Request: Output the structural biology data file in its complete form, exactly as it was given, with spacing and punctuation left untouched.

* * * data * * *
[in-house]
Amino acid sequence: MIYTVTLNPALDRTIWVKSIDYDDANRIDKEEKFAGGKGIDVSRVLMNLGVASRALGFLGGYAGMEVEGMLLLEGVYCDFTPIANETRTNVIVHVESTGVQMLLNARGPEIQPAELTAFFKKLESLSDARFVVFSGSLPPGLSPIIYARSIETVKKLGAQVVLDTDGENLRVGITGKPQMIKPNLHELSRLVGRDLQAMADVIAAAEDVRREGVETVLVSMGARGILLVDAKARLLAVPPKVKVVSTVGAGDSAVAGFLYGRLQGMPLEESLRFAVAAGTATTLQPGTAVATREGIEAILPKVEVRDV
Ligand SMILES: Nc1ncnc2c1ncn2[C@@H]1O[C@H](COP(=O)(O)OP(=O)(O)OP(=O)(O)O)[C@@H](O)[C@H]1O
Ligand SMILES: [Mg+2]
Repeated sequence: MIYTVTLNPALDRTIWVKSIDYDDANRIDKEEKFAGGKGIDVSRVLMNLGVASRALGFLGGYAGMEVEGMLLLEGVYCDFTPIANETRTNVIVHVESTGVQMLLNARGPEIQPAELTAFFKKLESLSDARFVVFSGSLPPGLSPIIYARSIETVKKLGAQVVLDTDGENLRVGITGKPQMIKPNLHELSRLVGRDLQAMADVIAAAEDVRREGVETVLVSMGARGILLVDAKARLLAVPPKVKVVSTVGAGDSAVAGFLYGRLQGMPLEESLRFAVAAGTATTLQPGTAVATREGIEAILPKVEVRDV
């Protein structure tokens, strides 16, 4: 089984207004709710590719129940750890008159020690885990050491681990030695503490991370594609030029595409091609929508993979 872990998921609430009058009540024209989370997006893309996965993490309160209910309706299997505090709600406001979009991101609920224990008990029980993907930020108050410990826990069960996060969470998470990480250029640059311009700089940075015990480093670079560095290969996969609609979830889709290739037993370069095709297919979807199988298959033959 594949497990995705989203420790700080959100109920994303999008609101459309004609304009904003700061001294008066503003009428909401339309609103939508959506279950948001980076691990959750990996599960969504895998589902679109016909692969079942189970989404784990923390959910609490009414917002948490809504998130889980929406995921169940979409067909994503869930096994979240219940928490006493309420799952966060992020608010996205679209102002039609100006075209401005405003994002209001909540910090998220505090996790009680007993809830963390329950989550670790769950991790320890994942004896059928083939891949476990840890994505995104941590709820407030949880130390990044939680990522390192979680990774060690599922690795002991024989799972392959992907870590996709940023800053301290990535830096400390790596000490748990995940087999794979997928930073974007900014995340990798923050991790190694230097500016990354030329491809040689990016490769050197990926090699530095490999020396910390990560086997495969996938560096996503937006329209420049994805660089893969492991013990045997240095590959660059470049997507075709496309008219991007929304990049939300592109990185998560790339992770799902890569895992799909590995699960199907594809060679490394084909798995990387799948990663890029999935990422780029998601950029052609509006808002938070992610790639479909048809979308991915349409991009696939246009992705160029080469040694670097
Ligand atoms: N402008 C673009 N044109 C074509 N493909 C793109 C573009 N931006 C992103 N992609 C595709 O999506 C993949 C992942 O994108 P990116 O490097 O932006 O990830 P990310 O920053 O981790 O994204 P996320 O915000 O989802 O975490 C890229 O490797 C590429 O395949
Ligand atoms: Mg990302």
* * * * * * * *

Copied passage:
[in-house]
Amino acid sequence: MIYTVTLNPALDRTIWVKSIDYDDANRIDKEEKFAGGKGIDVSRVLMNLGVASRALGFLGGYAGMEVEGMLLLEGVYCDFTPIANETRTNVIVHVESTGVQMLLNARGPEIQPAELTAFFKKLESLSDARFVVFSGSLPPGLSPIIYARSIETVKKLGAQVVLDTDGENLRVGITGKPQMIKPNLHELSRLVGRDLQAMADVIAAAEDVRREGVETVLVSMGARGILLVDAKARLLAVPPKVKVVSTVGAGDSAVAGFLYGRLQGMPLEESLRFAVAAGTATTLQPGTAVATREGIEAILPKVEVRDV
Ligand SMILES: Nc1ncnc2c1ncn2[C@@H]1O[C@H](COP(=O)(O)OP(=O)(O)OP(=O)(O)O)[C@@H](O)[C@H]1O
Ligand SMILES: [Mg+2]
Repeated sequence: MIYTVTLNPALDRTIWVKSIDYDDANRIDKEEKFAGGKGIDVSRVLMNLGVASRALGFLGGYAGMEVEGMLLLEGVYCDFTPIANETRTNVIVHVESTGVQMLLNARGPEIQPAELTAFFKKLESLSDARFVVFSGSLPPGLSPIIYARSIETVKKLGAQVVLDTDGENLRVGITGKPQMIKPNLHELSRLVGRDLQAMADVIAAAEDVRREGVETVLVSMGARGILLVDAKARLLAVPPKVKVVSTVGAGDSAVAGFLYGRLQGMPLEESLRFAVAAGTATTLQPGTAVATREGIEAILPKVEVRDV
């Protein structure tokens, strides 16, 4: 089984207004709710590719129940750890008159020690885990050491681990030695503490991370594609030029595409091609929508993979 872990998921609430009058009540024209989370997006893309996965993490309160209910309706299997505090709600406001979009991101609920224990008990029980993907930020108050410990826990069960996060969470998470990480250029640059311009700089940075015990480093670079560095290969996969609609979830889709290739037993370069095709297919979807199988298959033959 594949497990995705989203420790700080959100109920994303999008609101459309004609304009904003700061001294008066503003009428909401339309609103939508959506279950948001980076691990959750990996599960969504895998589902679109016909692969079942189970989404784990923390959910609490009414917002948490809504998130889980929406995921169940979409067909994503869930096994979240219940928490006493309420799952966060992020608010996205679209102002039609100006075209401005405003994002209001909540910090998220505090996790009680007993809830963390329950989550670790769950991790320890994942004896059928083939891949476990840890994505995104941590709820407030949880130390990044939680990522390192979680990774060690599922690795002991024989799972392959992907870590996709940023800053301290990535830096400390790596000490748990995940087999794979997928930073974007900014995340990798923050991790190694230097500016990354030329491809040689990016490769050197990926090699530095490999020396910390990560086997495969996938560096996503937006329209420049994805660089893969492991013990045997240095590959660059470049997507075709496309008219991007929304990049939300592109990185998560790339992770799902890569895992799909590995699960199907594809060679490394084909798995990387799948990663890029999935990422780029998601950029052609509006808002938070992610790639479909048809979308991915349409991009696939246009992705160029080469040694670097
Ligand atoms: N402008 C673009 N044109 C074509 N493909 C793109 C573009 N931006 C992103 N992609 C595709 O999506 C993949 C992942 O994108 P990116 O490097 O932006 O990830 P990310 O920053 O981790 O994204 P996320 O915000 O989802 O975490 C890229 O490797 C590429 O395949
Ligand atoms: Mg990302």